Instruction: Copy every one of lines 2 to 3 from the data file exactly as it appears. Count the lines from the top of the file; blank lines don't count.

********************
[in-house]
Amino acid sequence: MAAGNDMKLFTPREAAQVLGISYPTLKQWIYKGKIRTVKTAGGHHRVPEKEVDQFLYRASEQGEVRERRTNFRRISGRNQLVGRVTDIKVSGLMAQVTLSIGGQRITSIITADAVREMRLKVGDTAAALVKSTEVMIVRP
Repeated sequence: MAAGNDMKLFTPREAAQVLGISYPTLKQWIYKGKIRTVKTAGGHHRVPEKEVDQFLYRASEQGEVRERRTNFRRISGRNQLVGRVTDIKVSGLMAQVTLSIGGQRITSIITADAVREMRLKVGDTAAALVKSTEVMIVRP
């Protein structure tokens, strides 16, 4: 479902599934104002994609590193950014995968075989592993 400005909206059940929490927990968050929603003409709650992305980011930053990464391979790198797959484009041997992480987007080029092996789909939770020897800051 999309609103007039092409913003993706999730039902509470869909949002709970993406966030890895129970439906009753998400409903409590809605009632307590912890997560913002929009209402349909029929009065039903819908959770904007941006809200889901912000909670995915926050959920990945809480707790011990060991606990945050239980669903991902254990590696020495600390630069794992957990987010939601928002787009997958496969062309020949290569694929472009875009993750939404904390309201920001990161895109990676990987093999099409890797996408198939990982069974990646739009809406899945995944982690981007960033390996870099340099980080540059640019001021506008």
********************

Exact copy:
Amino acid sequence: MAAGNDMKLFTPREAAQVLGISYPTLKQWIYKGKIRTVKTAGGHHRVPEKEVDQFLYRASEQGEVRERRTNFRRISGRNQLVGRVTDIKVSGLMAQVTLSIGGQRITSIITADAVREMRLKVGDTAAALVKSTEVMIVRP
Repeated sequence: MAAGNDMKLFTPREAAQVLGISYPTLKQWIYKGKIRTVKTAGGHHRVPEKEVDQFLYRASEQGEVRERRTNFRRISGRNQLVGRVTDIKVSGLMAQVTLSIGGQRITSIITADAVREMRLKVGDTAAALVKSTEVMIVRP